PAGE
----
Guns Don't Kill People, People with Guns Kill People

Matt Barber claims that Planned Parenthood is to blame for the Colorado Killings
Matt Barber claims that Planned Parenthood is to blame for the Colorado Killings

The Tragedy in Colorado

In the wake of the horrific shooting in Aurora, Colorado where 12 people were killed and over 50 people were injured for the crime of seeing a midnight showing of the new Batman movie, Americans are again discussing gun policy. It seems Americans only discuss gun policy after some horrific shooting occurs and then after a few days go back to talking about what is really important, i.e., American Idol and Snookie. Neither Presidential candidate has spoken about gun control on the campaign trial. When asked about guns, Republican nominee Mitt Romney said single mothers were to blame for much of the gun violence in the United States.

But many conservatives and specifically the National Gun Association take every terrible mass shooting to scream from the rooftops about gun rights and the 2nd Amendment to the United States Constitution. Already, the Westboro Baptist Church, the God Hates America people, have stated they are going to picket the funerals of those killed in Colorado. One of their local leaders, Margie Phelps, has already sent tweets thanking God for the shooter. Another good conservative, Pastor Rick Warren, has blamed the shooting on the teaching of evolution claiming that "When students are taught they are no different from animals, they act like it." Yet another conservative leader, Matt Barber, founder of Liberty Counsel, a non-profit public interest law firm that defends "Christian religious liberty, the sanctity of human life, and the traditional family," blames Planned Parenthood, "turning our back on God" and America's abortion "culture of death" for the theater killings.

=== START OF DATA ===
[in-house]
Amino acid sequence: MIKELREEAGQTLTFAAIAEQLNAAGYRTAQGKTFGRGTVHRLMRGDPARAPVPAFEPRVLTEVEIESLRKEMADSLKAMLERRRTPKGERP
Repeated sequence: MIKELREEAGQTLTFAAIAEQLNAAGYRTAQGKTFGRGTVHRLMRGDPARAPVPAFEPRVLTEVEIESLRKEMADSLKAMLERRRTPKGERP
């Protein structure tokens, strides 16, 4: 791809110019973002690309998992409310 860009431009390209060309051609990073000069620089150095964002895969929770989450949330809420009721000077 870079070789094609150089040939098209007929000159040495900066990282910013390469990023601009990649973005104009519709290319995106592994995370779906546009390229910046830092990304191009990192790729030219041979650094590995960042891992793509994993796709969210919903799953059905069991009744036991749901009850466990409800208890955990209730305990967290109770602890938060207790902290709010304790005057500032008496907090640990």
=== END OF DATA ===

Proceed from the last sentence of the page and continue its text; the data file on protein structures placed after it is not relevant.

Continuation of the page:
While the NRA can't be blamed for acts of madness, they should be held accountable for making sure that madness is armed.
While the NRA can't be blamed for acts of madness, they should be held accountable for making sure that madness is armed.

Guns Don't Kill People

At the very least the NRA, conservative groups and good hearted gun owners will state that Guns Don't Kill people. And they are right. It is too easy to simply blame guns. The guy who fired an automatic weapon into a crowded movie theatre killed and injured those people. And the criminal justice system should take care of him. He is to blame. He should be held accountable.